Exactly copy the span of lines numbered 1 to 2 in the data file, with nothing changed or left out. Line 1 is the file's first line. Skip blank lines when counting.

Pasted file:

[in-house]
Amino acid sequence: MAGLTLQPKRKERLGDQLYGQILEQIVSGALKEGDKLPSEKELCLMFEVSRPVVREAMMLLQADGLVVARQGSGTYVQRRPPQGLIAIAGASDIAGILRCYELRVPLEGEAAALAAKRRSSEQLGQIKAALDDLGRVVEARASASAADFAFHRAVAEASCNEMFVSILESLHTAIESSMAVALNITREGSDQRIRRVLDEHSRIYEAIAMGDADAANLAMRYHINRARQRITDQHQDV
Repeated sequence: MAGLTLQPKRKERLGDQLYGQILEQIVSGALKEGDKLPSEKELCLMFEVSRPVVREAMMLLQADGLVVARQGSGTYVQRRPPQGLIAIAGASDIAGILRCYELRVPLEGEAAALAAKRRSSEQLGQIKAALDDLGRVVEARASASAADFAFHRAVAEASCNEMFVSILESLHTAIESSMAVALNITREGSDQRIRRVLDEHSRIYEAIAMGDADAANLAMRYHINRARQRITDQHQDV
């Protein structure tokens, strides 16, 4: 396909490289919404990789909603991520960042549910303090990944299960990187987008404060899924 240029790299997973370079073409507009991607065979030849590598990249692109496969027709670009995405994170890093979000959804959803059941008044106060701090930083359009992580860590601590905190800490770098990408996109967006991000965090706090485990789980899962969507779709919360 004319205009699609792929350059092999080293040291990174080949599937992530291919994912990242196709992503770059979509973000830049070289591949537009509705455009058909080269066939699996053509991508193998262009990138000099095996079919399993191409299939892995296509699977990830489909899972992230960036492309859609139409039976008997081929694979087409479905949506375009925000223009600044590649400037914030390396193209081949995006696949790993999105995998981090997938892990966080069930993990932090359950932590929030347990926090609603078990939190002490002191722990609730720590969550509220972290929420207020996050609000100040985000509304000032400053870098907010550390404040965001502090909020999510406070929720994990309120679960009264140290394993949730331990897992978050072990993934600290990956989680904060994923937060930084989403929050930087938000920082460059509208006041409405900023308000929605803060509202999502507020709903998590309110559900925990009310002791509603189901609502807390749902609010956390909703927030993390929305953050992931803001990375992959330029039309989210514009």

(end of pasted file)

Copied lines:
[in-house]
Amino acid sequence: MAGLTLQPKRKERLGDQLYGQILEQIVSGALKEGDKLPSEKELCLMFEVSRPVVREAMMLLQADGLVVARQGSGTYVQRRPPQGLIAIAGASDIAGILRCYELRVPLEGEAAALAAKRRSSEQLGQIKAALDDLGRVVEARASASAADFAFHRAVAEASCNEMFVSILESLHTAIESSMAVALNITREGSDQRIRRVLDEHSRIYEAIAMGDADAANLAMRYHINRARQRITDQHQDV